Shelly Davis bought her loom, a four harness Nilus Leclerc, in 1975. It weighs more than she does, and it arrived in pieces with a guidebook called “Weaving: A Fantastic Hobby.”

The loom had to be assembled on the floor of her home in Cambridge, a task so daunting it drew tears. The loom was there when her son was born in 1977. It was there when she went back to school for her doctorate in psychology a couple of years later. It stayed there when she thought she had given up weaving for good. She disassembled it and reassembled it for one move, put it on a moving truck as a whole unit for another. It was there when her husband died.

Non-weavers always ask how long her pieces take to make, but she says it’s a question that can’t be answered.

Shelly Davis bought her loom in 1975. It has traveled with her ever since. — Maria Thibodeau

“Mostly what people are asking is how long did you sit at the loom and do this thing, but that’s not the beginning of any piece,” she said, standing in her Oak Bluffs home which doubles as her studio. “It could be a dream you had five years ago, or a walk you took with your brother two years ago.”

Ms. Davis will present her show, Weaving Inspirations, at Featherstone Center for the Arts next month, from August 12 to 19. Her hope is to show the diverse sources of ideas for her work, from a wall sculpture at the Martha’s Vineyard Hospital to one of her son’s paintings. After decades of weaving, this will be her first solo show.

“It never occurred to me to have a show, I’m a psychologist,” she said with a laugh. “I see patients. That’s what I do.”

She learned to knit as a child, then in graduate school she started to sew. Her father was a hat manufacturer in Manhattan, and she had access to all his materials.

“I thought it was amazing that you could just get up Saturday morning and make a suit,” she said.

The show opens at Featherstone on August 12. — Maria Thibodeau

While still in graduate school for psychiatric nursing at New York University, she became a professional seamstress. Then in 1974, after quitting a nursing job to take some time off, she enrolled in her first weaving class.

“This is really hokey, but the first time I sat down at a loom, I felt like something happened to me. I mean, I was mesmerized by it,” she said.

Much of her work is strikingly organic for a medium based in straight lines. She captures the seeping red of a sunrise, the sensuous wave of dune grass, a field of rosehips. But she is not beholden to landscapes or to images. Many of her pieces simply revel in the beauty of a color, a yarn, a woven edge. And always evident is her drive to challenge herself, to abandon the pattern and try something new.

Ms. Davis said it is an unforgiving art form. Mistakes are painstaking to fix. But weaving also offers a tactile way to balance her work in the mental health field, which can be emotionally demanding.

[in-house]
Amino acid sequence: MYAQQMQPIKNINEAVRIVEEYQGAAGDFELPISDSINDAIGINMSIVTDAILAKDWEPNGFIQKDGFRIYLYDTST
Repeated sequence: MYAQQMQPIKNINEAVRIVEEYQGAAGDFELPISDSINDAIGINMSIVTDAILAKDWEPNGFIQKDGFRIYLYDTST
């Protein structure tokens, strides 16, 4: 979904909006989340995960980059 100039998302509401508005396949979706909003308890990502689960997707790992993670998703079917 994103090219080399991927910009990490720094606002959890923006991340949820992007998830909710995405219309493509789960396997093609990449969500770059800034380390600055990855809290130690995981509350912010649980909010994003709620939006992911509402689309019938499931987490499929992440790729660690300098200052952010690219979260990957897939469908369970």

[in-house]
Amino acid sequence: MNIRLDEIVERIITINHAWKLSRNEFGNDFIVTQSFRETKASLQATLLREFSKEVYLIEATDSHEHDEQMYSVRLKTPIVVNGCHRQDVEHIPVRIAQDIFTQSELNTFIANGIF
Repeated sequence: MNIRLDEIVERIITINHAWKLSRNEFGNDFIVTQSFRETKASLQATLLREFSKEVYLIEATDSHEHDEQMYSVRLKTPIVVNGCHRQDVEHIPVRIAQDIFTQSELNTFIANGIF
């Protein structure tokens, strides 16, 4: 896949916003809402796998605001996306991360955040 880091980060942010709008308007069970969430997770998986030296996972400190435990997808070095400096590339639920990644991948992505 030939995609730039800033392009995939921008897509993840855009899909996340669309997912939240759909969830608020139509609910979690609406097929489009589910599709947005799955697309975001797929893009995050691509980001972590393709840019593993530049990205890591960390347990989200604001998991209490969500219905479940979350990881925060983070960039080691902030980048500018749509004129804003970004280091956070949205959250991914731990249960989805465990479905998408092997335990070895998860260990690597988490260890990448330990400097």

“Creating a piece of art that is concrete, that I can see, touch and share balances often going into the unknown when starting a psychotherapy relationship,” she said.

Ms. Davis has practiced psychology for more than 50 years, including the past 11 years on the Vineyard. She was trained psychoanalytically, but she now specializes in cognitive behavioral psychology.

In addition to her art, Ms. Davis has been a psychologist for more than 50 years. — Maria Thibodeau

“I think the thing that drew me to more behaviorally-oriented psychology is the same thing that drew me to weaving,” she said. “There’s a beginning and an end. There’s a structure to the work, and there are pretty clearly defined steps for getting there, which is not true in analytic psychotherapy.”

She likes the structure, but she isn’t afraid to abandon it. Nearly 75, she seeks new frontiers at every opportunity. In March, she began working with the bereavement program at Hospice of Martha’s Vineyard. The program offers up to 13 months of free counseling for people grieving a recent loss. Ms. Davis said that unlike cognitive behavioral therapy, bereavement work and Hospice work have no clear structure. But she said there was something in her that yearned for the fulfillment of a new challenge.

“It’s really, really hard work. And it’s really meaningful, and it really matters,” she said.

Her loom now lives on the light-filled first floor of her Oak Bluffs home. Behind it are shelves full of cones and skeins of yarn, silks, linens, Mexican wool. A small sign says “There’s no place like home, except Grandma’s.”

As she weaves, Ms. Davis winds her work around a front beam. To preserve correct tension on the loom, the lengthening piece cannot be removed until it is finished. In that way, she is always working on the edge of a precipice, unable to see the wound-up work until the final moment.

“It means that you’re blind,” she said.

It’s a work of faith, a hopeful process, a creation that cannot be timed.